The majority of Indian probate cases arise under 25 U.S.C. 372-373. Regulations implementing the hearing aspect of the Department's probate function under these statutes are found at 43 C.F.R. 4.200-4.282. Regulations implementing the appellate aspect of the probate function are found at 43 C.F.R. 4.310-4.318, and 4.320-4.323.
When an Indian who owns trust property dies, the Bureau of Indian Affairs (BIA) prepares information relating to the person's family history and property holdings for submission to an Administrative Law Judge (ALJ) or Indian Probate Judge (IPJ) in the Probate Hearings Division, Office of Hearings and Appeals. Each ALJ and IPJ is assigned a geographic area over which she or he has probate jurisdiction. The Judge will conduct a probate hearing at a location convenient for the family members, frequently on the reservation. After the hearing, the Judge will issue an initial decision. A party who disagrees with the initial decision must seek rehearing from the Judge before appealing to the Board. See 43 C.F.R. 4.241 and 4.320; Estate of Albert William Cobe, 28 IBIA 282 (1995).
The Department is responsible for determining the heirs of deceased members of the White Earth Band of the Minnesota Chippewa Tribe for purposes of determining eligibility to receive compensation under the White Earth Reservation Land Settlement Act of 1985, 25 U.S.C. 331 note. These cases are not full probates--they only determine heirship. Initial heirship determinations are made under 43 C.F.R. 4.350-4.355, and 4.357. These determinations are made by an administrative judge in OHA’s Departmental Cases Hearings Division. Appeals from heirship determinations may be taken to the Board under 43 C.F.R. 4.356.
There are several statutes which authorize particular tribes to purchase certain inherited interests in land on their reservations. Initial decisions as to a tribe's right to purchase such interests, and the fair market value of the interests, are made by an ALJ under regulations found in 43 C.F.R. 4.300-4.308. These decisions are appealable to the Board under 43 C.F.R. 4.320.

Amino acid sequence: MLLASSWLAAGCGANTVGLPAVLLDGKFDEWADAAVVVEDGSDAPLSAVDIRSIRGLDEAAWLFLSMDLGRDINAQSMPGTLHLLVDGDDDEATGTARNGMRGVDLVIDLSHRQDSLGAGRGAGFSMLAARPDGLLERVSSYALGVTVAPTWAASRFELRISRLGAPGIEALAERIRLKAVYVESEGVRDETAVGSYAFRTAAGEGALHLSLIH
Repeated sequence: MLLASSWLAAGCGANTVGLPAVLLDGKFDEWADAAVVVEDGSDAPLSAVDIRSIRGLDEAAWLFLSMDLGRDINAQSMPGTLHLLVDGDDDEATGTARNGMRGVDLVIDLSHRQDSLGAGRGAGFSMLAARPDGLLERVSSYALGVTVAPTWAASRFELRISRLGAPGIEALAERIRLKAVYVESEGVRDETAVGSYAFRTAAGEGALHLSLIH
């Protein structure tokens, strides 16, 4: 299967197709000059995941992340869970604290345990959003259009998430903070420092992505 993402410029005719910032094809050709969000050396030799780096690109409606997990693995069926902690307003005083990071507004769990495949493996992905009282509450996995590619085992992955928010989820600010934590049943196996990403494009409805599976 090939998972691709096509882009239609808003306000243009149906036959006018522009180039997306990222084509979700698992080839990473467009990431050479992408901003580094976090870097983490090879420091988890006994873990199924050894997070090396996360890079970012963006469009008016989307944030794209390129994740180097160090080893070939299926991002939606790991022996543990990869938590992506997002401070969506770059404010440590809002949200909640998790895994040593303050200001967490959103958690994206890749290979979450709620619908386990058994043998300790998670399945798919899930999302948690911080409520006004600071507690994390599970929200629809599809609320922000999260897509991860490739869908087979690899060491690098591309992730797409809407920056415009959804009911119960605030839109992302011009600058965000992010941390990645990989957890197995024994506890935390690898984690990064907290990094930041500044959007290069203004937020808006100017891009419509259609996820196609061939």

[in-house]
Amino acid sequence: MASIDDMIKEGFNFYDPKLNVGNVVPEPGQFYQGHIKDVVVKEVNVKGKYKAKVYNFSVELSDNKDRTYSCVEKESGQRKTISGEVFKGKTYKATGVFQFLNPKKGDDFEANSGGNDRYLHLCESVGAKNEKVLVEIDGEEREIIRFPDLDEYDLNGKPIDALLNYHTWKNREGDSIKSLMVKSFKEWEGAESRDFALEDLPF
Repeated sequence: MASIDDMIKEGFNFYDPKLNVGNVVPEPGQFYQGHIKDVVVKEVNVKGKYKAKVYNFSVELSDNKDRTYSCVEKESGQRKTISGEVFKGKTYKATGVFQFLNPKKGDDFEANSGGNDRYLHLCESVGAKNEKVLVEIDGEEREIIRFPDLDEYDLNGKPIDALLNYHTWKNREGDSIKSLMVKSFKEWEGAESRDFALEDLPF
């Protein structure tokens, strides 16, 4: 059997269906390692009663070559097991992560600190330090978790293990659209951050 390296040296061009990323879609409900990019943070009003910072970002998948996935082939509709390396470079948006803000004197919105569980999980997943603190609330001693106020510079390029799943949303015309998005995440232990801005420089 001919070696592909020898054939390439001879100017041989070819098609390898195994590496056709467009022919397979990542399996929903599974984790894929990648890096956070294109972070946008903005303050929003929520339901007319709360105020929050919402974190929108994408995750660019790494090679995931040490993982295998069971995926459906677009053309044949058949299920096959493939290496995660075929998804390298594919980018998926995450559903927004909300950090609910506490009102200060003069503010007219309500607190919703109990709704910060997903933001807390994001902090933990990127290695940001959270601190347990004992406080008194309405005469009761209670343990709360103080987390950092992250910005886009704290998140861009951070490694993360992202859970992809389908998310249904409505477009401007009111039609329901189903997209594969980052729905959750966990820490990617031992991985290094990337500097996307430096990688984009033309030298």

The Secretary has the responsibility to approve any will executed by a member of the Osage Nation of Oklahoma which devises trust property. Under regulations found in 25 C.F.R. Part 17, a hearing is held in these cases by an attorney from the Department's Tulsa, Oklahoma, Field Solicitor's Office. The attorney issues a recommended decision to the Superintendent, Osage Agency, BIA. The Superintendent issues a decision either approving or disapproving the will.
The Superintendent's decisions in Osage will contests may be appealed directly to the Board under 25 C.F.R. 17.14. See In Re Will of Louis Claremore Walker, 43 IBIA 5 n. 1 (2006). Once the Department has determined whether or not to approve the will, and any judicial challenges to the Department's determination have been concluded, the will goes to the Oklahoma State court system for actual probate.
Restricted property held by members of the Five Civilized Tribes (Cherokee, Chickasaw, Creek, Choctaw, and Seminole) are probated in the Oklahoma State courts. See 25 C.F.R. Part 16. The Board has no role in these probate proceedings.
With the exception of the determination of heirs made under the White Earth Reservation Land Settlement Act, the Department probates only trust property. Therefore, when an Indian dies leaving both trust and non-trust property, another court must probate the non-trust property. This may be a tribal court, a CFR court or a state court. The law applied in tribal or state courts may be different than the law applied in the Department's probate decisions. For instance, under tribal law, a person's heirs may be determined differently than under Federal law, or standards may differ as to what constitutes a will or proper execution of a will.